Wild-type Tensin2 plasmid, which was cloned into pCMV-Myc mammalian expression vector, was a gift by Drs. B. Dahlbäck and S. Hafizi. Its nucleotide sequence was compared to the sequence listed on Pubmed by DNA sequencing performed by Eton Bioscience Inc.
To engineer BaF3/c-Mpl/c-Myc-tagged Tensin2 clones, a MSCV Neomycin construct and a pCMV-Myc-tagged Tensin2 construct were co-transfected at a ratio of 1:10, using an Amaxa nucleofector according to the manufacturer's protocol, into a previously engineered BaF3/c-Mpl cell line.6 BaF3/c-Mpl, BaF3/c-Mpl/c-Myc-tagged Tensin2 and UT7-TPO cell lines were maintained as previously described in reference 17.
BaF3/c-Mpl/c-Myc-tagged Tensin2 cells were lysed and the amount of total cellular protein was quantified as previously described in reference 17. Approximately 2,000 µg in 300 µL of lysis buffer were incubated overnight on a rotator at 4°C with 50 µL of biotinylated Y631 oligo-peptide beads (1 mg/mL) as control or with 50 µL of biotinylated pY631 oligo-peptide beads (1 mg/mL). The beads were centrifuged then washed five times with the lysis buffer. The supernatant was removed and the beads were re-suspended in NaDodSO4 polyacrylamide loading buffer. After heating to 95°C for 5 min, the suspension was centrifuged and the supernatant loaded onto a 7.5% graded NaDodSO4 polyacrylamide gel and the size fractionated proteins transferred to membranes by western blotting.
All cells were lysed and total cellular protein prepared for western blotting as previously described in reference 17.
Primers for Tensin2 were generated using the Primer3 program. Murine megakaryocytes and UT7-TPO cells were lysed using RNeasy Mini Kit from Qiagen (Cat. # 74104). cDNA was prepared from the RNA lysate and reverse transcriptase PCR was performed using Taq Polymerase from Qiagen (Cat. # 201203). Semi-quantitative PCR was performed using the various numbers of PCR cycles as indicated. PCR of GAPDH was used as a control for RNA loading.
Tensin2 specific siRNA SMART pool (M-009977-00) of four different Tensin2 specific siRNA sequences and the negative control (D-001810-10-10) were purchased from Dharmacon. BaF3/c-Mpl/c-Myc-tagged Tensin2 and UT7-TPO cells were transfected using an Amaxa nucleofector according to the manufacturer's protocol. Efficiency of siRNA knock-down was determined by western blot analysis for Myc-tagged Tensin2 after 24, 48 and 72 h for the BaF3/c-Mpl/c-Myc-tagged Tensin2 cells. Efficiency of siRNA in UT7-TPO cells was analyzed using semi-quantitative PCR as described above. Maximal knockdown occurred 24–72 h after transfection.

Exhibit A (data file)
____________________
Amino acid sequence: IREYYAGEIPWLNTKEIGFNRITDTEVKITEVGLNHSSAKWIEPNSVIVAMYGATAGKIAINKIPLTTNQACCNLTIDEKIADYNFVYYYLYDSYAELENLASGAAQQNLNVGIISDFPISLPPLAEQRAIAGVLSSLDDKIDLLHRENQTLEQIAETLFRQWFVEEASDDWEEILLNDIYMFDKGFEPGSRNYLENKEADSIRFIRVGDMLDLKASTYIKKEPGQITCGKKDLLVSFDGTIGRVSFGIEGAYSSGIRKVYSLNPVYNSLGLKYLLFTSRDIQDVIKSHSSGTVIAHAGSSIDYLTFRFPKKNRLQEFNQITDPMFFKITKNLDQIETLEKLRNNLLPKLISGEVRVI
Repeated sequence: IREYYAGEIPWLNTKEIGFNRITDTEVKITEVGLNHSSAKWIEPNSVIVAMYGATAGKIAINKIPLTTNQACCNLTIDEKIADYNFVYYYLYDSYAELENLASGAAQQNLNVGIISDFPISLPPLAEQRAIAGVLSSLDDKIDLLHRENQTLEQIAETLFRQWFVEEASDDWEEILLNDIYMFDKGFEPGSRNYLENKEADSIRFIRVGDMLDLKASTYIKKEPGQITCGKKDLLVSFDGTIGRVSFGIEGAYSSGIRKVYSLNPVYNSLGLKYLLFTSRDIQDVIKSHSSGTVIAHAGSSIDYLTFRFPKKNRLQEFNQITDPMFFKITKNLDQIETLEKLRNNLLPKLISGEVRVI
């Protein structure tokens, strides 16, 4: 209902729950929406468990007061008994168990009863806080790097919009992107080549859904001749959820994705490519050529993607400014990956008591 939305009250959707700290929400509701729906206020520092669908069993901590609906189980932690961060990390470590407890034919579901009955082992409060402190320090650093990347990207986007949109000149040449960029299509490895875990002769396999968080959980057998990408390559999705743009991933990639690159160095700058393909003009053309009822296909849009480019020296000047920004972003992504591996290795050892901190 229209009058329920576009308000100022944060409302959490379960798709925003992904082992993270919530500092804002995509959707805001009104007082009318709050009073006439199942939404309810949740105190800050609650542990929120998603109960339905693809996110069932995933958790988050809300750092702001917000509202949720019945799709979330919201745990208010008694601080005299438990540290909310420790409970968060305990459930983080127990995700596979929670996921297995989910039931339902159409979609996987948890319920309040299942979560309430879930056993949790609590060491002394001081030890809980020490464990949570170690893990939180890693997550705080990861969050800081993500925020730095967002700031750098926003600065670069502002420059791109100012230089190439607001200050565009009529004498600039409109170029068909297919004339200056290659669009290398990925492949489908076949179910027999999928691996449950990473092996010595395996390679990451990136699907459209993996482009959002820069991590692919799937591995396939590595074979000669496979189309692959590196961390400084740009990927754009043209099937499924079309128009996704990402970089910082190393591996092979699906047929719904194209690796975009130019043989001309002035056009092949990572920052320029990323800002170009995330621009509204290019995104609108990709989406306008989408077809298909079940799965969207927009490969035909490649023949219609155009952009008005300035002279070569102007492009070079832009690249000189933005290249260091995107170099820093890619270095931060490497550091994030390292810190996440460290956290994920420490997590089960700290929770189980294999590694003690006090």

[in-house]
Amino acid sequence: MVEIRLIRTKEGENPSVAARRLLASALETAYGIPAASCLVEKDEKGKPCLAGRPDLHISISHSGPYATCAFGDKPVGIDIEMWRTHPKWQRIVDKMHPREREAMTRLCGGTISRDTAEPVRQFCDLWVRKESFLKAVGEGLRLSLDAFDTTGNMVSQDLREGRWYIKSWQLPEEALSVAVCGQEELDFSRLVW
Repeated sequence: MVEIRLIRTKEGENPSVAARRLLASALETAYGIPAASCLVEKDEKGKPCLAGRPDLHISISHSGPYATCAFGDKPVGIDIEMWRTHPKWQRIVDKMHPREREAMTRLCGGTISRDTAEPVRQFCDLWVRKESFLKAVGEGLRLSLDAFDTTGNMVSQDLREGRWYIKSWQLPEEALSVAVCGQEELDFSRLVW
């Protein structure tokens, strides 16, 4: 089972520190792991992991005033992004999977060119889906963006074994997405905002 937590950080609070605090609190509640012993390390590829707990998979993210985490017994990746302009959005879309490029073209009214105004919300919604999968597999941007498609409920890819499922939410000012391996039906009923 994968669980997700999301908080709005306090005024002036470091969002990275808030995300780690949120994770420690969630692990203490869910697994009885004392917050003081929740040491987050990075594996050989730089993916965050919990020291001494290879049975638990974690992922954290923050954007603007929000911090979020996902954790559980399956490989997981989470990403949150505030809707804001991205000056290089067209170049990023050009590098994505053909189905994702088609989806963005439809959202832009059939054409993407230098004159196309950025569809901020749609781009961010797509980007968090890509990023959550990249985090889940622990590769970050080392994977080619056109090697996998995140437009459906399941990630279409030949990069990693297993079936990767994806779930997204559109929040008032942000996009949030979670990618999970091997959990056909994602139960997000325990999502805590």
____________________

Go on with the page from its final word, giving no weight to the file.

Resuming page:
24 hours after UT7-TPO cells were treated either with Tensin2 specific siRNA or negative control, approximately 5,000 cells per well in cytokine-free media were placed into 96-well plates. Various concentrations of TPO were added and incubated at 37°C for 40–48 hours. 3-(4,5-Dimethyl-2-thiazolyl)-2,5-diphenyl-2H-tetrazolium bromide (MTT) was added at 1 mg/mL and incubated for at least 5 hours in 37°C. The cells were then lysed and formazan granules were solubilized with 100 µL of MTT lysis buffer (89.6% Isopropanol/10% Triton-X/0.4% concentrated HCl) overnight at 37°C. Absorbance at 570 nm was determined on a plate reader. Each experiment was performed in triplicate and proliferation was expressed as a percentage of maximal growth of UT7-TPO cells treated with negative control siRNA.